## BASIC Stamp II math note #C

#### BASIC Stamp, CORDIC math implementation-Givens Transform

(c) 2002 E ME Systems, Berkeley CA U.S.A.
Tracy Allen
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(updated 5/15/05)

The CORDIC method derives from the Givens transform of linear and matrix algebra.This transform relates the coordinates of a point p in one coordinate system to the coordinates of that same point in another coordinate system that has been rotated by an fixed angle around the origin. This is depicted in figure #A below. The coordinates of the single point p are (x,y) in the black coordinate system, and (x',y') in the red coordinate system. The red coordinates have been rotated by an angle H. (The diagram uses the Greek letter phi instead of H-sorry about that.) The equation relating the coordinates are:

`x' = x cos H + y sin Hy' = y cos H - x sin H   `

Now, how do you derive that, from geometrical reasoning?  Please refer to  figure B.

1. Construct a line through point (x,0), perpendicular to the x' axis, intersecting at point a.  This line is highlighted in blue in figure B and forms the blue triangle Oax.
2. Construct a line through point (x,0), parallel to line Ox'.
3. Construct a line through point p, pependicular to line Ox' at point x', and also  perpendicular to the line from step 2 at point b.  This line is highlighted in green on figure B and forms the green triangle Pbx.
4. The angle H (phi) subtended by the blue triangle at O is equal to the angle H (phi) subtended by the green triangle at P.   (for reasoning to prove this, see below.)
5. Consider the light blue triangle in figure B. Length Oa is the adjacent side of the right triangle OaX, so the length of Oa equals x cos H
6. Consider the  green right triangle, PbX. Segment bX  is the opposite side, so its length equals y sin H
7. The segment ax' is equal to the segment xb, so the length of ax' is also y sin H.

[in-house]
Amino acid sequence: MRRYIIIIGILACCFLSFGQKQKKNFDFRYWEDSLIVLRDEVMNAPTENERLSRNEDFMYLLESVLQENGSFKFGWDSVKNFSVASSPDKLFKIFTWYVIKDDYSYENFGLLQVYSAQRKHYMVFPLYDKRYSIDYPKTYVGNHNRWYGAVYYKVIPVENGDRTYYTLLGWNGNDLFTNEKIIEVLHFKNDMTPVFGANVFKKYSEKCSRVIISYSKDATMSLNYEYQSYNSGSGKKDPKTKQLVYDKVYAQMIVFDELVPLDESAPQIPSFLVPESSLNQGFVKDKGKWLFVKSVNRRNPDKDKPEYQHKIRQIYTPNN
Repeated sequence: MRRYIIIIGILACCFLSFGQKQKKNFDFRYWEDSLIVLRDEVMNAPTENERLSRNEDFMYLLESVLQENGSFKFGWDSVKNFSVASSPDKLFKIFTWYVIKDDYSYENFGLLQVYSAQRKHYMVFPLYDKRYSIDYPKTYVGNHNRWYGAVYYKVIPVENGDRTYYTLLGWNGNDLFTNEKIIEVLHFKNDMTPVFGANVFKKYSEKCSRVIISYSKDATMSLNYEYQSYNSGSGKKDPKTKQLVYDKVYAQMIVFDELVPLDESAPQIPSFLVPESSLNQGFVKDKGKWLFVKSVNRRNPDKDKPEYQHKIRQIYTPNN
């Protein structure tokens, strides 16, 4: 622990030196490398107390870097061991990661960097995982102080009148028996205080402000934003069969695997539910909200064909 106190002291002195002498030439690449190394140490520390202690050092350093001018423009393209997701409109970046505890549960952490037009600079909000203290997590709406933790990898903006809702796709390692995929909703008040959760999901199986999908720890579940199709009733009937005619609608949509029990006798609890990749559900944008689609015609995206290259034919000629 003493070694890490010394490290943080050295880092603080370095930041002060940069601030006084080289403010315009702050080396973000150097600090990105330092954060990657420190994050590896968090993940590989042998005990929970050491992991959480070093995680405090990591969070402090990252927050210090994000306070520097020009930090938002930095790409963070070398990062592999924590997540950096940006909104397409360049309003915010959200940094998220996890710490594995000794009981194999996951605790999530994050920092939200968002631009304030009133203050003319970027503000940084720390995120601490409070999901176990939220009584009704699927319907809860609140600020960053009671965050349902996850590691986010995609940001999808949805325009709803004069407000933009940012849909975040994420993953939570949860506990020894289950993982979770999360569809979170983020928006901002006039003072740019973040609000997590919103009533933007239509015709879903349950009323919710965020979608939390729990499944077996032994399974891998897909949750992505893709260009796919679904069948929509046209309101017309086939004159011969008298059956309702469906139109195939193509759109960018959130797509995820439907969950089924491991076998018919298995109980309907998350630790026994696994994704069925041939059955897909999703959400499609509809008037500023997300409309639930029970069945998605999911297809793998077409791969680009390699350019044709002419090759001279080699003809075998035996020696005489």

8. The sum of the two lengths Oa and ax' is x cos H + y sin H, which is the first equation above.
x' = x cos H + y sin H
9. The second equation follows from similar reasoning, applied to the y axis.
y' = y cos H + x sin H
10. The same reasoning also works in the second third and fourth quadrant, that is, to any degree of angular rotation, to the full circle. Figure #D justifies the claim that the top angle in the green triangle (chi in figure D) is equal to the original angle, phi (same as H). The horizontal line through points y and c is constructed parallel to the x axis. Angle alpha is equal to angle phi, because Oc cuts two parallel lines and phi and alpha are on opposite sides. Triangle pcx' is a right triangle, so the sum of angles alpha and beta must equal 90 degrees. Likewise, line px is constructed perpendicular to the x axis and to line yc. So the sum of chi plus beta must also equal 90 degrees. That means that chi equals alpha equals phi, which was to be proved.

Figure #C illustrates how the rotation of coordinates is related to rotation of a vector. The original vector from O to the point (x,y) is rotated through an angle -H to a new position with its tip at (x',y'). Now we have moved the point instead of the coordinate system. The transform of the coordinates is the same as above, except that now we have the angle -H instead of +H. So the sign changes as follows:

`vector rotation;note sign of the sin H terms are reversed, compared with coordinate transform above    x' = x cos H - y sin Hy' = y cos H + x sin H`

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